February 28, 2014 — HIMSS Analytics published the results of the third annual HIMSS Analytics Mobile Survey at its annual conference in Orland, Fla. The survey examines use of mobile devices in provider patient care improvement initiatives. For the first time this year, the survey questions were modified to closely align with the six areas of the mHIMSS Roadmap, a strategic framework for providers to implement mobile and wireless technologies.
The roadmap sections encompass key areas of consideration healthcare organizations should focus on when developing and implementing a mobile strategy within a healthcare organization: New Care Models, Technology, ROI/Payment, Legal and Policy, Standards and Interoperability, and Privacy and Security.
The survey findings offer examples of the progress made and hurdles that providers face when integrating mobile technologies into their facilities to improve patient care. Respondents indicated that the top benefit to having mobile technologies in their facilities was increased access to patient information and the ability to view data from a remote location. Funding limitations topped the list for barriers. Many providers are also still early in their adoption and implementation of mobile technology. For example, 69 percent use a mobile device to view patient information while only a third (36 percent) use mobile technologies to collect data at the bedside.
Key findings from respondents that were examined through the roadmap sections include:
Legal and Policy
59 percent have a mobile technology plan
29 percent are developing a mobile technology plan
HIPAA is the federal legislation that is most likely to impact organizational mHealth environment
Privacy and Security
95 percent use at least one security tool to secure data on mobile devices
Passwords are the most widespread security device in place
New Care Models
Clinicians are most likely to use technology to support patient care by either looking up patient information or looking up non-personal health information
For the second consecutive year, pharmacy management topped providers’ lists as the most likely use of mobile technologies, including medication reminders or medication reconciliation
App development is mostly handled by vendors or third party vendors
More than half of provider respondents indicate they would expand their use of apps in the future
One-third of respondents offer apps for patient/consumer use, up from 14 percent a year ago
62 percent indicated that they offer patients access to at least one of the mobile tools identified in the research, including patient portals, telehealth services and remote monitoring devices
ROI and Payment
Just half formally measure ROI related to their mobile technology investments
A mere third of respondents evaluate the total cost of ownership as it relates to their mobile strategy
Standards and Interoperability
Only 22 percent indicated that three-quarters of the data captured by mobile devices was integrated into the organization’s electronic medical records (EMR)
Most respondents can access data from clinical systems via mobile devices and clinicians are the most like to do this via Internet access using a VPN
More than half of the respondents indicate that alerts/notifications fromremote monitoring devices are delivered via an EMR/clinical system alert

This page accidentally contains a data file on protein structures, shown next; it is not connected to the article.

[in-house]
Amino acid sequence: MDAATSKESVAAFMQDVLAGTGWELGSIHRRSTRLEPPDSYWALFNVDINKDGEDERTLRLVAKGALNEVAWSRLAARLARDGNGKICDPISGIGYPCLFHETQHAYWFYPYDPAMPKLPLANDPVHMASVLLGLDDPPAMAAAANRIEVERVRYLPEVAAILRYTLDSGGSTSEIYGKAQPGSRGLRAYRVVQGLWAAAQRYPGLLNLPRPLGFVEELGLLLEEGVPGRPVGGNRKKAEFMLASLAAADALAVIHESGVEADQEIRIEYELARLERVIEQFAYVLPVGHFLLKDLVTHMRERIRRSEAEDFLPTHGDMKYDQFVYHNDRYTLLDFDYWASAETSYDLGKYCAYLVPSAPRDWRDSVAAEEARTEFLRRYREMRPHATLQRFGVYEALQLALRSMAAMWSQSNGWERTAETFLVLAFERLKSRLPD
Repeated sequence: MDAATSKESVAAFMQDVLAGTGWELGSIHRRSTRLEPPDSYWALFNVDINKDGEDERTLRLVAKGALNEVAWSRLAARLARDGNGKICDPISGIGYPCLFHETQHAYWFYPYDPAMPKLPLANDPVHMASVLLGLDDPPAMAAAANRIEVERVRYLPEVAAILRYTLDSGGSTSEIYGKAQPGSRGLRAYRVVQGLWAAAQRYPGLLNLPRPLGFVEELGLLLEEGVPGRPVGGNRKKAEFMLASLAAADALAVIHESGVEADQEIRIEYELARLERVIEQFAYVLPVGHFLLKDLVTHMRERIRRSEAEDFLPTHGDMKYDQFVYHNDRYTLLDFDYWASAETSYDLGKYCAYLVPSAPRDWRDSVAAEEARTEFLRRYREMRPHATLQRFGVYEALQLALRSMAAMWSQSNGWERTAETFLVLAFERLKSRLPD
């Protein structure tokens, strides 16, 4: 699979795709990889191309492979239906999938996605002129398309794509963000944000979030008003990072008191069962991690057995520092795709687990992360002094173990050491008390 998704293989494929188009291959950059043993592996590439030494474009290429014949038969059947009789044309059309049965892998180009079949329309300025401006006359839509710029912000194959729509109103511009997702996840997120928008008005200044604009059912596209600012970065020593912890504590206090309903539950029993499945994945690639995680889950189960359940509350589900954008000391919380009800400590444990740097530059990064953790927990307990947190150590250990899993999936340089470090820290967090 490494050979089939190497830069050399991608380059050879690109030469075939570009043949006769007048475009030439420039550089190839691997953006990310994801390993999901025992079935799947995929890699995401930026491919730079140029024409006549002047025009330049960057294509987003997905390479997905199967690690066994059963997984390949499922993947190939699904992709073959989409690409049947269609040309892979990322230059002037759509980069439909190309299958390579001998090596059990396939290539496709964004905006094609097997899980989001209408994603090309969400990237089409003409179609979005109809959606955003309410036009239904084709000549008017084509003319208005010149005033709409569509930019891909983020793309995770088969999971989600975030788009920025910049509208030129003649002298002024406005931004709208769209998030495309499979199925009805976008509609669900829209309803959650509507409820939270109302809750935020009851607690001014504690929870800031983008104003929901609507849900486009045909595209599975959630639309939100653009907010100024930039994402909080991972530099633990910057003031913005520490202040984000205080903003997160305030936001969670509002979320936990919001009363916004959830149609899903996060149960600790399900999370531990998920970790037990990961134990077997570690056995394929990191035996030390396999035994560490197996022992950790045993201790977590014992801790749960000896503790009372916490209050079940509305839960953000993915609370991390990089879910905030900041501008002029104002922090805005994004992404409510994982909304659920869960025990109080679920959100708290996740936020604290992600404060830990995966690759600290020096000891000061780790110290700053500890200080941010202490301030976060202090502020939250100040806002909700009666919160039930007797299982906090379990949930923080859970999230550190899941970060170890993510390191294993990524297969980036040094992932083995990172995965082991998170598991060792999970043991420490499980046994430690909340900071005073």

Mobile Device Policy Adoption
Respondents with a policy in place were asked to identify what items were covered by that policy. Respondents continue to indicate that device security is a key component of their organizations policies. More specifically, 84 percent of respondents noted that their policy outlines the process for managing lost or stolen devices and another 80 percent indicated that their organization addresses the means by which devices should be secured. Means by which devices were secured was the most frequently identified issue in both 2011 and 2012. Process for managing lost or stolen devices was added to the study for the first time in the 2013 study.
New Care Models
Clinicians are most likely to use mobile technology to look up patient information or reference information like clinical guidelines. Respondents were also most likely to indicate that their organization leveraged mobile technology for pharmacy management.
Respondents were also asked to identify the purposes for which clinicians at their organizations use mobile technology. Because this question last year referred specifically to the use of apps, no year-over-year comparison will be provided. Respondents were most likely (69 percent) to indicate that they used mobile technology to view patient information such as a lab result or digital image. Approximately two-thirds (65 percent) also indicated that they used mbile technology to look up non-PHI information, such as clinical guidelines.
Respondents were less likely to report that clinicians use mobile technology to facilitate remote patient monitoring. This was identified by 20 percent of respondents.
Additionally, respondents were asked to identify the extent to which organizations leveraged technology to impact patient care. Using a scale of one to seven, where one is no benefit and seven is high degree of benefit, respondents were most likely to indicate that mobile technology was leveraged for pharmacy management, which includes tasks such as medication reminders and medication reconciliation. This item received an average score of 3.73. This item also received the highest average score in 2012, at 4.1.
The survey reflects the responses of 170 healthcare IT and clinical personnel.
For more information: www.himssanalytics.org